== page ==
A great pass, 79 degrees elevation. It's been a long, long time since I got good results.
Best frames video
June 7, 2012
A lower pass, only 36 degrees maximum elevation. I had to wait for it to come out from behind the tree south of me.
June 10, 2012
I learned a valuable lesson tonight. I learned not to turn the gamma setting up.
Video speed is twice actual speed.
June 19, 2012
This was a fairly good pass. My neighbors' trees weren't in the way. It happened right before midnight, so the lighting was a bit different. It disappeared into the Earth's shadow before closest approach, though.
The video is at twice the actual speed.
June 22, 2012
A high pass - 79 degrees elevation.
June 25, 2012
A near perfect pass. Unfortunately, when I started my video recording, the program didn't work. I missed much of the pass getting it going.
I still got some good photos and video, though.
I tried to match my photos up with a virtual 3D model.
June 28, 2012
I have decided to try some daytime passes of the ISS. This pass was about an hour before sunset. I couldn't see it on the first half of the pass. I had to wait until I saw the sunlit side. It was still a pretty good pass. The solar panels become visible as the angle changes.
July 21, 2012
Not a good pass. 50 degrees maximum elevation, and it didn't come out of the shadow until around closest approach.
August 6, 2012
This was a good pass. I had some trouble with exposure and focus. There are the best frames from the video
Video of the best frames
November 15, 2012
It didn't come out of the shadow until it reached 55 degrees elevation. I tracked it for a bit, but lost it. I only got 32 frames with the ISS on it.
June 20, 2013
I had trouble tracking. The exposure was challenging, too. I tweaked the photos in Photoshop to bring out the solar panels.
Video of the best frames
April 22, 2014
Tracking was near perfect, exposure was off somewhat. Seeing was bad.
Video of best frames
December 26, 2014
This was a strange one. There were thin clouds, so we weren't sure how well we would be able to see it. The computer started tracking it, but we couldn't see anything. When it got about 2/3 of the way across the sky, it backed up and caught the ISS high in the sky. Not only that, but it centered it pretty well and tracked it near perfectly. I have never seen anything like it.
I turned the gain up very high in order to use my focusing mask. I forgot to turn it back down, which is why the background sky has so much noise in it. It probably would have been seriously underexposed if I hadn't done so, since my exposure was about four times longer than I usually use. Any slower and the images would have been blurred.
I tried stacking some frames, but even the frames over a 3 or 4 second period show rotation of the ISS
Video - 15 fps
Video 60 fps
The original frame rate was 7.5 fps
July 30, 2015
October 5, 2015
October 22, 2015
May 26, 2016
Just about everything that could go wrong, did, but I still got pretty good results. I went out about 20 minutes before the pass. The telescope was out of alignment, the finder scope was out of alignment with the scope, it was hazy and the tree west of me blocked the view until it was very high in the sky. In my hurry, I didn't check my exposure and for some reason, I had the gain set way too high, which is why it looks so grainy.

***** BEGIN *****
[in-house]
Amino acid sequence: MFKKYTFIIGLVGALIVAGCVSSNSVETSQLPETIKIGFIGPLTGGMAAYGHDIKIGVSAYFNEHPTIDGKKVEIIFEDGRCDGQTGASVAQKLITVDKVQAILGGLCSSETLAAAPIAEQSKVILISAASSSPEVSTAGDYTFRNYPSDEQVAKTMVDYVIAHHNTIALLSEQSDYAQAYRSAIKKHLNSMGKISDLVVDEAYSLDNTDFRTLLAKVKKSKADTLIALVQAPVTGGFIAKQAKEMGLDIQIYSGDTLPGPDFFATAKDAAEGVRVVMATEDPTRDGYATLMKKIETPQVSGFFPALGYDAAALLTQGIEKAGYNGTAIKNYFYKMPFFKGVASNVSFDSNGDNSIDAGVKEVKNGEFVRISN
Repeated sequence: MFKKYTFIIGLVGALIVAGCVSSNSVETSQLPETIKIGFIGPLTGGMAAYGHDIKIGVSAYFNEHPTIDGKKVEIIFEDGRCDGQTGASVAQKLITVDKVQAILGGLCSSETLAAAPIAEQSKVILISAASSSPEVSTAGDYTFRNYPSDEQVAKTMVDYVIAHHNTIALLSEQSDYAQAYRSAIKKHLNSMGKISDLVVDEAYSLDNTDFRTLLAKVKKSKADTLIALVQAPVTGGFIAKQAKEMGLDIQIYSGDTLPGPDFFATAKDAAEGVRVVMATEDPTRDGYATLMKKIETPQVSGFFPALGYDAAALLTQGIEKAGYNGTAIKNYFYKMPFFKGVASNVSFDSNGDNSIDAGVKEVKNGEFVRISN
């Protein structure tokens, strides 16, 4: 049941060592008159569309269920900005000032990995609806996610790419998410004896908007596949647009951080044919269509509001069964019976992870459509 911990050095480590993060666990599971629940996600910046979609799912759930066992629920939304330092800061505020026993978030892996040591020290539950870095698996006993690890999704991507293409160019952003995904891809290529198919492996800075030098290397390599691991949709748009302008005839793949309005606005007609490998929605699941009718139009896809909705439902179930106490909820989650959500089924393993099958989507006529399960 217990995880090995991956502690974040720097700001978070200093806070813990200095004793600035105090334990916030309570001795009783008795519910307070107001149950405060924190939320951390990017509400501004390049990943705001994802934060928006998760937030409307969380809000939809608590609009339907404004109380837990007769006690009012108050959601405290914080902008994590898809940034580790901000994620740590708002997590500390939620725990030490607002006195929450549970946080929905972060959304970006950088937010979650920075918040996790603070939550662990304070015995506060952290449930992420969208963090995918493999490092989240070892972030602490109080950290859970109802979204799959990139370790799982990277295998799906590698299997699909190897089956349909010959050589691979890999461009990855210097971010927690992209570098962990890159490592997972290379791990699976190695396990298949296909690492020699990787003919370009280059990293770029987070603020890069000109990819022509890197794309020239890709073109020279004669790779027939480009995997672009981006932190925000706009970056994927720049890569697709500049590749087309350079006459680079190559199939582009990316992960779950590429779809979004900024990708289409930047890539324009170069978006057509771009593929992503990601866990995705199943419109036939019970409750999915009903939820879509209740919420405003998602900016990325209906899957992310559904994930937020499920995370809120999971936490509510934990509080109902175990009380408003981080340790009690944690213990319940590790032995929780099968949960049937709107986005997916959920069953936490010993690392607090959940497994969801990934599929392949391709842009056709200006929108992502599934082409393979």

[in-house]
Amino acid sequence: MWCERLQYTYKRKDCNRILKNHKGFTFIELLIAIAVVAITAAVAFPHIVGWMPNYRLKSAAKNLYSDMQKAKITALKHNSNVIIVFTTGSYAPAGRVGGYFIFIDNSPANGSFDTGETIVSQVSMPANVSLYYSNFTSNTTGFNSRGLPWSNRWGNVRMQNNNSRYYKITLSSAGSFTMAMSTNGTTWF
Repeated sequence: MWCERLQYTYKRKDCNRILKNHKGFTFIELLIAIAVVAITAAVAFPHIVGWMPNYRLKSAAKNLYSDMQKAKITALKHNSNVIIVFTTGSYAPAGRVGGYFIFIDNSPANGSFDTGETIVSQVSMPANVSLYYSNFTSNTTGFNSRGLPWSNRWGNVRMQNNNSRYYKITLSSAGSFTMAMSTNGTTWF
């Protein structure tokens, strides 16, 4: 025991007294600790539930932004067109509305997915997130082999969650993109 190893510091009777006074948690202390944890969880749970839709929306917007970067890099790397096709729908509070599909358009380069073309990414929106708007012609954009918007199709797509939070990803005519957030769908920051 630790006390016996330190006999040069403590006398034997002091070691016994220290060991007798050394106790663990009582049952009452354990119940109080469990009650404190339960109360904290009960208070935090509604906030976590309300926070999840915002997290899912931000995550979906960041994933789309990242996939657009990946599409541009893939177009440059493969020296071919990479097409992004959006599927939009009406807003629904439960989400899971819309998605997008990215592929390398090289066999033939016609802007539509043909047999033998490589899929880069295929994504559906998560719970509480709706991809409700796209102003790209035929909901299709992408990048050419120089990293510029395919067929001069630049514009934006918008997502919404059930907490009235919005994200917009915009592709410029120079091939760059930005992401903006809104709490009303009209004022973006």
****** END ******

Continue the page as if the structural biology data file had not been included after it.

June 9, 2016
This wasn't a great pass. It passed south of me, which is good because it avoided the trees west of me, but only 40 degrees or so in altitude. This is my first observation since I removed the infrared filter from my camera. My hope is that it will allow sharper photos.
When looking at the raw video, I see the sharpness come and go on a pretty regular way. Opening my roof earlier would probably help by allowing the scope to cool down better. The passes this month are all early in the morning.
September 7, 2016
This pass was pretty difficult for me. The beginning of it was blocked by large trees west of me. It is best to get the computer tracking locked in while it is low in the sky and it's apparent motion is slower. Also, it passed near the north celestial pole, so my telescope stops tracking, spins about 180 degrees and then restarts tracking. This made my window for successful tracking pretty narrow. Even with this, I had pretty good results.
I had trouble tracking this pass. I would get it centered, and the telescope would immediately move away from it.
October 17, 2016
This was a great pass. The tracking was very good, too. I got a nice, long video. I remember when I felt lucky to get 5 or 10 frames with the ISS on them. Tonight I got 6,415. Amazing
I didn't realize it has been so long since I have posted any photos or videos! Recently, I have been watching it fly over through an eyepiece. It is AMAZING the detail that can be seen this way!
In any case, I may try some photography again.
Here is a montage with a photo from every pass I have gotten results from so far
December 9, 2020
It's been a long time since I did any photography. I've been watching it through an eyepiece. I decided to give it another shot and was pleasantly surprised.
It was a good pass - 80 degrees maximum elevation. I didn't do so good with the tracking - I got only 70 frames. Here is a representative frame.
June 28, 2021
A near perfect pass today. My tracking was off, so I hand guided and got a few frames.
June 27, 2022
A near perfect pass, at 86 degrees elevation at it's highest. Unfortunately it was partly cloudy.
I guided by hand, having given up on computer programs for the time being
I am using a 3X-9X rifle scope with illuminated crosshairs
I used a focal reducer on my telescope, so it is f6.3 instead in f10. It is easier to get the ISS in the frame, but it is also smaller
Centered Frames, 10fps
July 13, 2022
A near perfect pass, at 81 degrees elevation at it's highest.
Back to full focal length, f10
Centered Frames, 10fps
My photo on the left, a 3D representation on the right
Processing ISS photos
Other peoples' results
Adam Stuart, M.D.
Jeff in Austin
With a 25" telescope